Mental Health During the Pandemic

By Colin Murphy

October 13, 2020

The COVID-19 pandemic has negatively affected many people’s mental health and created new barriers for people already suffering from mental illness and substance use disorders. From June 24th to the 30th, the CDC reports that U.S. adults reported mental health conditions in higher numbers due to COVID-19. 

   Mental health has become a very large focus in today’s world as so much is going on and we as humans have less time to sit down and think. Mental health can be defined in many different ways, but the World Health Organization (WHO) defines it as an integral and essential component of health. 

   The WHO Constitution states “Health is a state of complete physical, mental and social well-being and not merely the absence of disease or infirmity.”

   An important inference you can make from this definition is that mental health is more than just the absence of mental disorders or disabilities. 

   The WHO also states that “Mental health is a state of well-being in which an individual realizes his or her own abilities, can cope with the normal stresses of life, can work productively and is able to make a contribution to his or her community.”

  Because of the pandemic, people with depression, anxiety, and many different types of anxiety have been dealing with exacerbated forms of their mental health disorders from being confined to their homes. Sitting alone with their own thoughts can cause people with anxiety to begin having terrible panic attacks or even a rise in stress levels. Panic attacks make people feel as though it is hard to breathe and their heart begins to race. Quarantine has caused people with anxiety to have nearly double the occurrences of panic attacks as they have not been out of their home to distract themselves in months. 

   People with depression also have the same issue with sitting at home. Hours on end, stuck in a house, cause people with depression to sit and think about everything in their life. Whether it is positive or not, people who struggle to find the positives in their life often head towards a place of sadness. Distractions are hard to find at home after being enclosed by the same four walls for more than seven hours a day. Social isolation is already a cause for depression, however, now each and everybody in the United States is isolating at home in hopes COVID-19 will pass.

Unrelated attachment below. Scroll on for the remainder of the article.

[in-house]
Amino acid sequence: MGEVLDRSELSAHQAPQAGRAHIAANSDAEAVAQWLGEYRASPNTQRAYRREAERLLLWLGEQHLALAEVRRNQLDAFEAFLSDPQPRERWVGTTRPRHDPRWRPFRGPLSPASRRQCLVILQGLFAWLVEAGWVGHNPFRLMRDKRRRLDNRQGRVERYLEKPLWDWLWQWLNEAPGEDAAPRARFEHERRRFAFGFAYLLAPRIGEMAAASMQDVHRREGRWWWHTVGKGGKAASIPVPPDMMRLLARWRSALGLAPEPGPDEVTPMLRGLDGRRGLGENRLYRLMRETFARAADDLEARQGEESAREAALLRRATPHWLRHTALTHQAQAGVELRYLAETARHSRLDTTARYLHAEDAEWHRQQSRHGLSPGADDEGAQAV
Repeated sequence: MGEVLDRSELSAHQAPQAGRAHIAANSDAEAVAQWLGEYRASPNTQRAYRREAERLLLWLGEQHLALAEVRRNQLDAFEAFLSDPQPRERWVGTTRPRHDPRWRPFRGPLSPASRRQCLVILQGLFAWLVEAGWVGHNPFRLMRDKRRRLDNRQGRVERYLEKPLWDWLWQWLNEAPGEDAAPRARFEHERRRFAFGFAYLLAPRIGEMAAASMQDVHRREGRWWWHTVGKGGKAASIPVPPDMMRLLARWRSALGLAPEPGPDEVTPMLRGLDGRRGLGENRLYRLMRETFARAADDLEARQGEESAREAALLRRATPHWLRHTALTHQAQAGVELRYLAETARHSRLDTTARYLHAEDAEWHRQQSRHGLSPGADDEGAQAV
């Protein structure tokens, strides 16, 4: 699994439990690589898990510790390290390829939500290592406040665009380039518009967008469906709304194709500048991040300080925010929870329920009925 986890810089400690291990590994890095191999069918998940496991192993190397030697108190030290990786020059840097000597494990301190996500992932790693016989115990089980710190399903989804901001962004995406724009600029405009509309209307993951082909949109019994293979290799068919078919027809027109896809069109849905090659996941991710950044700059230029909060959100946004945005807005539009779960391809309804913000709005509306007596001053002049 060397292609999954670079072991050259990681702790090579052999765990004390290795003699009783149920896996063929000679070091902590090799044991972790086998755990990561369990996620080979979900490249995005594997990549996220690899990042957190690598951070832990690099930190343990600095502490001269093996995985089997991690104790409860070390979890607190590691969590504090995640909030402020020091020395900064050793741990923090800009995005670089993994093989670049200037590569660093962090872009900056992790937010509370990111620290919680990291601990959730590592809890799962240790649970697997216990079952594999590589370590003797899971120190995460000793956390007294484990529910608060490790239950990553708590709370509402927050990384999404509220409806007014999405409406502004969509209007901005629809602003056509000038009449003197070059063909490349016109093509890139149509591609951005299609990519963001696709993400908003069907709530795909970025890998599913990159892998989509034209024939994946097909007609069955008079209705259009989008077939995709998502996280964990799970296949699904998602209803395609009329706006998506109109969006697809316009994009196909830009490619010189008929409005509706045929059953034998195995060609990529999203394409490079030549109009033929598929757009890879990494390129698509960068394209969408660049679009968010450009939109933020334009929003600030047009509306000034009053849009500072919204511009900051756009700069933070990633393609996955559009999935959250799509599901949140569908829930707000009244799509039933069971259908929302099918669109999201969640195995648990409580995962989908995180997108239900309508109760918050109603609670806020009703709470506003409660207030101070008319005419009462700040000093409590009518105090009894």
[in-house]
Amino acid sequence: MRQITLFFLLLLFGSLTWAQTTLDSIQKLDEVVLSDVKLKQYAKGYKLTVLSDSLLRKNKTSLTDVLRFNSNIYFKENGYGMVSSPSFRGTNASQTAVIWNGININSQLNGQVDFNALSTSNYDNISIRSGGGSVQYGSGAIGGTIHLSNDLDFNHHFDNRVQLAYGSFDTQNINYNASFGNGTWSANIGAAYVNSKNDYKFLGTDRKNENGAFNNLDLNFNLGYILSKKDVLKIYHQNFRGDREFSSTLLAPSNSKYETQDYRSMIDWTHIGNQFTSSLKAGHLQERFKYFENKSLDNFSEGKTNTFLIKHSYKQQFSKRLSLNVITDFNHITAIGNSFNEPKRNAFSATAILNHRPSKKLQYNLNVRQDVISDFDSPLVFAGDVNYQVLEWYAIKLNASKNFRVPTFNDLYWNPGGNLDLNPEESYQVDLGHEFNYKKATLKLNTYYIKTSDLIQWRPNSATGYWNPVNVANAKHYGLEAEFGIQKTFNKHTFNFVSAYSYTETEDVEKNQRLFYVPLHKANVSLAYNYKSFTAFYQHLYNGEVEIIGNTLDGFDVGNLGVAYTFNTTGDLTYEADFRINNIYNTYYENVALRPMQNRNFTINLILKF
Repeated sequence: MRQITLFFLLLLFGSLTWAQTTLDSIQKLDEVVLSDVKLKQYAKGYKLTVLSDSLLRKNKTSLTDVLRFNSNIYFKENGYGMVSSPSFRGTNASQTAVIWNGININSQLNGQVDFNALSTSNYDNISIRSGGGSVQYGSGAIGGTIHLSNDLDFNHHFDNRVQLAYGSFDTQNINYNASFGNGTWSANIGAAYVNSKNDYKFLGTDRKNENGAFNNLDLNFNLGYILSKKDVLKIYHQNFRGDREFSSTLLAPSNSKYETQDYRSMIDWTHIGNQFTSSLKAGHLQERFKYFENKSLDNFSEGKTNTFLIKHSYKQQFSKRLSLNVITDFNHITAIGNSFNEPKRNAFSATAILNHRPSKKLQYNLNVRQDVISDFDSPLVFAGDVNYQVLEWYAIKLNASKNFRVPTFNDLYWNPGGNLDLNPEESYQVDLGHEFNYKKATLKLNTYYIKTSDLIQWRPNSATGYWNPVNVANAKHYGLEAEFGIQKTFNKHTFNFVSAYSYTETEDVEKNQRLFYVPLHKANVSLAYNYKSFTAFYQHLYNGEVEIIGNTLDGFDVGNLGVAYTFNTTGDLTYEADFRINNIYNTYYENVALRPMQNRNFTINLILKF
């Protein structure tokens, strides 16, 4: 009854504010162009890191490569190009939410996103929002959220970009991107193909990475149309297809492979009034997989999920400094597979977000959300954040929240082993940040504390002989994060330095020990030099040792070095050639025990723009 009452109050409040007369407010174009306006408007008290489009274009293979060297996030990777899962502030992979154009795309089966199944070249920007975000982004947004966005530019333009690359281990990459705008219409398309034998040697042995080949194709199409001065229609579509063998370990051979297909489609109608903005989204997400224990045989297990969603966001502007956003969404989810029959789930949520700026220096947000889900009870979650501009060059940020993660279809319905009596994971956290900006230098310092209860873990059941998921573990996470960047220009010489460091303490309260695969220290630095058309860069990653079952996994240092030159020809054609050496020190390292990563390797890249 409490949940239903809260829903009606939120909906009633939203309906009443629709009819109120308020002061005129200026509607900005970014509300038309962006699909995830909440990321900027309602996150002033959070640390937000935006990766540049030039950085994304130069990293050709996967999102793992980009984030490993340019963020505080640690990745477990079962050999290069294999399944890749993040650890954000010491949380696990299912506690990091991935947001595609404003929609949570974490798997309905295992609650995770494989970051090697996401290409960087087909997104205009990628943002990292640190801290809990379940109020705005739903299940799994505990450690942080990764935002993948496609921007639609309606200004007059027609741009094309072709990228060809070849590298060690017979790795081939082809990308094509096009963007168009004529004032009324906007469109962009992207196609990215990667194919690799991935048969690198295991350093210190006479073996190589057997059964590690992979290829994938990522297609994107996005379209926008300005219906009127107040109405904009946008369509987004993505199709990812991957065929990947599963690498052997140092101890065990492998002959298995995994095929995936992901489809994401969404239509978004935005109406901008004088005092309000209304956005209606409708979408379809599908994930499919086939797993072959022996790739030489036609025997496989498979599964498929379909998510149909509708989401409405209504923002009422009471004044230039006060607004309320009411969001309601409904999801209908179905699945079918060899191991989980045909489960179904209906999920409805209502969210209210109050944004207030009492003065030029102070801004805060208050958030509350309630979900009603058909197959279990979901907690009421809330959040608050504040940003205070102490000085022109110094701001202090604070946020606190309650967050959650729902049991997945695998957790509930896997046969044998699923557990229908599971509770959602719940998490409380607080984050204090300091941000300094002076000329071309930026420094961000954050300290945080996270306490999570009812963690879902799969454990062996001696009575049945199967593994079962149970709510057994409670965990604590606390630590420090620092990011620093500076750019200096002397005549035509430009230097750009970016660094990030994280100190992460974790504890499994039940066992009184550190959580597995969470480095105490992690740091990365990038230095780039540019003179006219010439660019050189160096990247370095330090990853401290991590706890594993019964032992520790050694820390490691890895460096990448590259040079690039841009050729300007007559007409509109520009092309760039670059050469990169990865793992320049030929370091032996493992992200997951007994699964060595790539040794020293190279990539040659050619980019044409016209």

According to the American Foundation for Suicide Prevention (AFSP), the suicide rates for 2020 nearly doubled each month of quarantine starting in April of 2020. 

   As the suicide rate grows throughout quarantine, managing our mental health at home during social isolation is an important conversation that needs to be addressed. The Anxiety and Depression Association of America recommends five key tips in order to help maintain a healthy lifestyle and manage your mental health through self isolation. 

“Reframe ‘I am stuck inside’ to ‘I can finally focus on my home and myself’”

   This is an opportunity to refocus your attention from the outside world and all going on, to the internal. By making sure you do one productive thing per day, you can lead your personality towards a more positive attitude. By approaching this time with a mindset of feeling trapped or stuck, you will only stress yourself out more.

“Stay close to your normal routine”

   Try to follow your normal routine as close as possible. Eat at the same time as you would on a normal day and exercise as much as possible. By doing this, it will not only keep you active and less likely to spiral, but it will make it much easier to readjust to the outside world when it’s time to get back to work.

“A chaotic home can lead to a chaotic mind”

    By saying this, the ADAA is implying that with all going on outside the home, keep the inside organized. Have a work zone and set up mental zones. For example,  don’t eat in bed,  don’t work in bed, or even don’t eat at your work desk. 

“Start a new quarantine ritual” 

  In other words, start something new. Find a new hobby or something safe to do at home such as tie-dye or sewing. 

  While quarantining after a trip, or sitting at home to stay safe and COVID-free during these stressful times, remember to take a break. Sit back and relax. Focus on your mental health by keeping a positive mindset. 
 

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